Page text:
6 -6- He also identified several good practices, and noted that the Hedayah Center would like to help develop these into a good practices document that can be distributed to GCTF members. The following are common themes and insights: The foundation of COP is ensuring public safety by building trust with the community. Terrorism begins at the local level, so it is crucial for local law enforcement to establish long, trusting relationships with the local community. COP is a philosophy of law enforcement that focuses on proactive problem solving that requires engaging the local community to better inform efforts to ensure the public safety, as opposed to traditional law enforcement methods that are reactive to crimes, crises, or community needs. Panelists shared several perspectives on COP, where some police understood it as inherent to their success, while others needed a mentality shift from the traditional way of thinking. Others said that additional training and guidance could help them engage their communities properly and effectively. COP is not the sole responsibility of police, but the community bears responsibility as well for reporting suspicious behavior and informing police of crimes. COP cannot be a specific project that has an end, but it is a long term process. Trust is often difficult to build, but the Canadian panelists shared three ways to build trust in the local police: 1) display integrity/professionalism; 2) be honest and transparent when speaking with the community; and 3) respect and understand community beliefs and customs so to better inform law enforcement on non criminal versus potential criminal behaviors and indicators. A core tenet to COP is the role of partnerships, not only with local citizens and community leaders, but also with teachers, youth, and local businesses. There must be a cross-sector approach to building community partnerships. There is a distinct line between intelligence gathering and COP. A COP practitioner must stay focused on building relationships and not on gathering intelligence or he will damage the integrity of the work and possibly damage community relationships. When we talk about CVE from a COP perspective, the focus is not only on Al Qaeda and other high profile terrorist groups, but on all violent extremists regardless of ideology. There were several common good practices that emerged from presentations and discussion, such as the following: Securing executive support and allocating sufficient resources to COP programs will help to ensure that law enforcement can engage the community and their partners effectively. Building trusting relationships between communities and local police is the cornerstone of successful COP and involves open and honest communication. Several programs accomplished this by holding sports competitions involving at-risk youth, by hosting local religious or traditional events like Eid/Iftar dinners, by conducting youth outreach activities that partner with such entities like the Boys and Girls Club, by teaching children and parents internet safety tactics, by setting up junior police academies and citizen academies, by conducting school visitations and programs on drugs and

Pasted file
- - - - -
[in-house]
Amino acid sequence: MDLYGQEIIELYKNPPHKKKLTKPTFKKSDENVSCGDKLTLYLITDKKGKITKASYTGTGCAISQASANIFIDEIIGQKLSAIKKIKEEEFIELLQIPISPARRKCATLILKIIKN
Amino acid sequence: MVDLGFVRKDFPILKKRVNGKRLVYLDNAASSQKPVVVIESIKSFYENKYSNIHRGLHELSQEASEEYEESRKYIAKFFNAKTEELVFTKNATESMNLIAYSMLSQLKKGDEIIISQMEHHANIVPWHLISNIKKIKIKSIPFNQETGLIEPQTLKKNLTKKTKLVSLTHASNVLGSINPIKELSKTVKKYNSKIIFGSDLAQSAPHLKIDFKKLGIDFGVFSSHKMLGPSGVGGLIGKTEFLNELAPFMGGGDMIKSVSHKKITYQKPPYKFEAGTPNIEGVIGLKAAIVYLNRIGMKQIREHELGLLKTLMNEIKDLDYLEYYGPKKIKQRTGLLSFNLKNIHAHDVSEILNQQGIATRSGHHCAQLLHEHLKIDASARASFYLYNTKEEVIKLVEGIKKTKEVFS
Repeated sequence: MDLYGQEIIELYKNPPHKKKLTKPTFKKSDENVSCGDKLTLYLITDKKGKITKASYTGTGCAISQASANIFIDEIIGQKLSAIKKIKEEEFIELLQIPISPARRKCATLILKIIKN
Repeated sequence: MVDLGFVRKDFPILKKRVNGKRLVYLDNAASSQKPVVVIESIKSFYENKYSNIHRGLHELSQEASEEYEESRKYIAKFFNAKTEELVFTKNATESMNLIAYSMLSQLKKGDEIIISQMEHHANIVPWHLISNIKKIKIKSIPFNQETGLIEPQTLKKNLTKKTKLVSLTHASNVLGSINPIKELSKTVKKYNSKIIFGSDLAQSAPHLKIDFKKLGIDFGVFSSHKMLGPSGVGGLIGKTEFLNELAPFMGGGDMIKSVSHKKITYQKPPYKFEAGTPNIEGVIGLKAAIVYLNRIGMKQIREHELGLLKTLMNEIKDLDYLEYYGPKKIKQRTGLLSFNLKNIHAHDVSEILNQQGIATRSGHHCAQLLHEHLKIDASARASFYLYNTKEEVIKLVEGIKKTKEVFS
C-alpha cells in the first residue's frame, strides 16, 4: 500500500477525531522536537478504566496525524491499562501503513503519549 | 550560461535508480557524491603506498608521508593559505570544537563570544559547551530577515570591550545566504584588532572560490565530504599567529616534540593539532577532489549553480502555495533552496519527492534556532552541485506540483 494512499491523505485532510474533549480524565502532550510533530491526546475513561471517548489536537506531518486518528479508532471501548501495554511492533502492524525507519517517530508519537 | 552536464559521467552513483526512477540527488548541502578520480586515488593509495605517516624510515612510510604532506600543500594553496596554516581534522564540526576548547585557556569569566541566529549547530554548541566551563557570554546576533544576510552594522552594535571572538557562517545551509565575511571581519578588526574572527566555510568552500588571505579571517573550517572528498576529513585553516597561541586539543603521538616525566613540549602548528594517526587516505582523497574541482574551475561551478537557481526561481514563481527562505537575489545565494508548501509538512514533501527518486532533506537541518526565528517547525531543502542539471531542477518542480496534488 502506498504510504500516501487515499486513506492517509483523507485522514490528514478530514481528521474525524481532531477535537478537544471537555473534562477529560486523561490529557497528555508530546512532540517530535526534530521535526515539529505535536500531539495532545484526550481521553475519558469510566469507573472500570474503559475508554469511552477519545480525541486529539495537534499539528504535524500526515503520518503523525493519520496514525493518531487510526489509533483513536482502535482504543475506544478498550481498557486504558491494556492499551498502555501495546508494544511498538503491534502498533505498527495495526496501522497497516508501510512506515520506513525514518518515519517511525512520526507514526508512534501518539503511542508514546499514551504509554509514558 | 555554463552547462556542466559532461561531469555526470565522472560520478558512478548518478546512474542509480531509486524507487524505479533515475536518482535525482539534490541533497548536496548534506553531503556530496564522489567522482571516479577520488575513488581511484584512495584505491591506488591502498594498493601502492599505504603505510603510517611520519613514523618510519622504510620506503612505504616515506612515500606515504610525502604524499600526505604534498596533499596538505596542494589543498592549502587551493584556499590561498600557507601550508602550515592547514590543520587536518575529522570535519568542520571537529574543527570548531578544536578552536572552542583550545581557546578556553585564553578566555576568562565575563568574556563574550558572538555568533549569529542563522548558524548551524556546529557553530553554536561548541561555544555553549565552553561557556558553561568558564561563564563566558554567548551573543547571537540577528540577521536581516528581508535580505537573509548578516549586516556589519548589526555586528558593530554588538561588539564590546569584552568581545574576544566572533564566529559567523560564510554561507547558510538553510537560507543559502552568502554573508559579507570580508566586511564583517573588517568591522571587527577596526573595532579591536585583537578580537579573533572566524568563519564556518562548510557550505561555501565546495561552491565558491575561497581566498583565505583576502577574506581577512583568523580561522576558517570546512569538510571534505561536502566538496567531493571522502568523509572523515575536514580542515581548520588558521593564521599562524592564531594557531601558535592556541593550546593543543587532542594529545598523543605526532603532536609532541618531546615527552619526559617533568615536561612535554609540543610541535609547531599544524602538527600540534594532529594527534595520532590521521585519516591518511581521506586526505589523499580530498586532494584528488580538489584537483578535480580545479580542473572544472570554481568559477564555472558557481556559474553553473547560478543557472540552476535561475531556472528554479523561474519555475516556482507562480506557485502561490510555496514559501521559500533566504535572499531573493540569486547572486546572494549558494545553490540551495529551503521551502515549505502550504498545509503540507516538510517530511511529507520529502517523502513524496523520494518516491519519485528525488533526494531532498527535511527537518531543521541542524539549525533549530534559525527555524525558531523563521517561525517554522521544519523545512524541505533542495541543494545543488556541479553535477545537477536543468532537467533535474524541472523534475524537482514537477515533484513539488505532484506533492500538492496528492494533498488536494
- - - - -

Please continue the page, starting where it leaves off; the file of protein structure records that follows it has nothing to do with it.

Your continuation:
7 -7- extremism, and by holding community meetings at cafes and pubs where the community feels more at ease to share their issues with police. Dedicated community liaison officers can focus solely on developing programs that build trust with the community and ensuring that law enforcement officials are aware of any extremism reported in a community. This can keep traditional intelligence gathering and community relationship building separate. Partnering with private sector businesses (e.g. hotels, local firearms and chemical sellers), other government agencies (both national and local), NGOs, academia, local mental health care providers, and the media brings a necessary perspective to COP. Tailoring COP trainings to the target local community is very important because communities can differ greatly. This component is especially crucial at the nexus of COP and CVE. Furthermore, practitioners and officials must be prepared to treat everyone and every community equally. There are shared concerns, such as internet safety or child protection, that apply equally to all communities. COP should not target specific messaging (CVE) to one community, while failing to address other issues (internet safety), with the same community. Distributing training manuals on COP as well as smaller pocket guides to local police has proven to be successful in Belgium s CoPPRa model for COP, which was adopted by 13 EU member states. OSCE is also developing a COP guidebook intended to help member state police forces better understand and practice COP. Identifying terrorist behavior indicators is helpful to COP practitioners as they build relationships in their community. The previously noted CoPPRa framework spells this process out effectively. As in the UK s PREVENT strategy, placing educators and community members in schools and other relevant forums to engage at-risk youth with positive messages can be an effective method of CVE, and can leverage the community in actively countering radical ideas. Engaging communities on their level, especially in immigrant or minority communities, is a crucial step in building trust. Speaking their language, knowing their likes and dislikes, and understanding their customs and traditions, will help build trust and provide a clear path for information exchange. This can also result in better identification of violent extremist behavioral indicators. Developing a compendium of stories and case studies of successful COP efforts may be helpful for COP practitioners around the world.